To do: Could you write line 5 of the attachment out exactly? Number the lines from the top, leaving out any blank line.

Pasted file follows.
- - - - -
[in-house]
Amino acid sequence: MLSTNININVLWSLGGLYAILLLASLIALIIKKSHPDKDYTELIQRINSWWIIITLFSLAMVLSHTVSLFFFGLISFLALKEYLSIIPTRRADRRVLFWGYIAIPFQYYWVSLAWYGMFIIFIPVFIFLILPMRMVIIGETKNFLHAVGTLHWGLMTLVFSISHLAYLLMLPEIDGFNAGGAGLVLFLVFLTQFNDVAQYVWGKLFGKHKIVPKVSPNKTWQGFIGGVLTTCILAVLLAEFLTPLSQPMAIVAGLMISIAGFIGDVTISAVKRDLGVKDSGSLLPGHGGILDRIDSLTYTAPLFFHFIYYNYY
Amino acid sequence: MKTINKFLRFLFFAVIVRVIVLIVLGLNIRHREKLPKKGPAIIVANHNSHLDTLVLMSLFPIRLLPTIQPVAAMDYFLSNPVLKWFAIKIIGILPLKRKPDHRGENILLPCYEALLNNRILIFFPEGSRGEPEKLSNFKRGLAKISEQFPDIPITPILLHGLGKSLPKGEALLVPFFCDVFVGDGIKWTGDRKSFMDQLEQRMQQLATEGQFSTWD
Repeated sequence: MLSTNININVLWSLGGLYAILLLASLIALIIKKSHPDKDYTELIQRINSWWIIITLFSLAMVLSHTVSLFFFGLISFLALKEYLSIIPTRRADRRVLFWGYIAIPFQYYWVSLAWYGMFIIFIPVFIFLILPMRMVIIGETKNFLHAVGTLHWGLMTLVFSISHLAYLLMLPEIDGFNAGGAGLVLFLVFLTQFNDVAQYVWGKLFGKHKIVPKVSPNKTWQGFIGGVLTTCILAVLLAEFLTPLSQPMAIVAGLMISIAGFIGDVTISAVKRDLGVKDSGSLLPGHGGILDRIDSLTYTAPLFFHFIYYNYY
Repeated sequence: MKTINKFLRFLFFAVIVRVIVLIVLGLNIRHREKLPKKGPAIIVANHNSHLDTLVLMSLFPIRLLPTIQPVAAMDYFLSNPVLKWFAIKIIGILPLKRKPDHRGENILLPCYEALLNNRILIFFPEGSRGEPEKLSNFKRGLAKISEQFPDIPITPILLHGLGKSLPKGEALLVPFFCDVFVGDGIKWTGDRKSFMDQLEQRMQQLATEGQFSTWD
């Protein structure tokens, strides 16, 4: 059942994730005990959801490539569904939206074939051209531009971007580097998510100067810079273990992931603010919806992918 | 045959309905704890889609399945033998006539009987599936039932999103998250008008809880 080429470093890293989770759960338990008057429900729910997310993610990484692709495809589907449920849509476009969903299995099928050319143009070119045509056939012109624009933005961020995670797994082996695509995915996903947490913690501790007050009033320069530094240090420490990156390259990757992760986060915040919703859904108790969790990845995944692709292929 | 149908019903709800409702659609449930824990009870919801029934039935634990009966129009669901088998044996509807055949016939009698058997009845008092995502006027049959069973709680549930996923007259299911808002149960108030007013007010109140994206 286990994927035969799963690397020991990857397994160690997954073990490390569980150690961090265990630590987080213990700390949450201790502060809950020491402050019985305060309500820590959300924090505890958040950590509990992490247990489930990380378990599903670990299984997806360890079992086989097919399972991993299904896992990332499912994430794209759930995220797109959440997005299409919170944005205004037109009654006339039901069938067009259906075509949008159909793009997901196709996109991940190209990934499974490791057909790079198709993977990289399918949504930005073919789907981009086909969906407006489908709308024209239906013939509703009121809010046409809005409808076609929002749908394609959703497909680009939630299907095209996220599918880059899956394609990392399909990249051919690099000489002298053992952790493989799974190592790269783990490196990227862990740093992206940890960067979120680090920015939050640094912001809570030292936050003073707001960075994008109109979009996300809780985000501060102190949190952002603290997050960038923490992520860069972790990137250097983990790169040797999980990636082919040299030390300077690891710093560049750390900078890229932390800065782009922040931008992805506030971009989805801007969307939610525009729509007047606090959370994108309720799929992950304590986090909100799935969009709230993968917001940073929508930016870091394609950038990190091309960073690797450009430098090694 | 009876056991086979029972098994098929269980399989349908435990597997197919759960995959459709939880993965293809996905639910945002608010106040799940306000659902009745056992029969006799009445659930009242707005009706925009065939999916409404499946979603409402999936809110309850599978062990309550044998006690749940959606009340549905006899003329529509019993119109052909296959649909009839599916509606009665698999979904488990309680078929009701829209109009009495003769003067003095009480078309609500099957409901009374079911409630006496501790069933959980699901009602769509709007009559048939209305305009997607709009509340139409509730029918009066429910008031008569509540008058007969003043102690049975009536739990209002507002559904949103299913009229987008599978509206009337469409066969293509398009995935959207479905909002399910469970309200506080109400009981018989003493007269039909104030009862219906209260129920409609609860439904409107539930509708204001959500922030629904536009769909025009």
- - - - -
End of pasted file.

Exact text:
Repeated sequence: MKTINKFLRFLFFAVIVRVIVLIVLGLNIRHREKLPKKGPAIIVANHNSHLDTLVLMSLFPIRLLPTIQPVAAMDYFLSNPVLKWFAIKIIGILPLKRKPDHRGENILLPCYEALLNNRILIFFPEGSRGEPEKLSNFKRGLAKISEQFPDIPITPILLHGLGKSLPKGEALLVPFFCDVFVGDGIKWTGDRKSFMDQLEQRMQQLATEGQFSTWD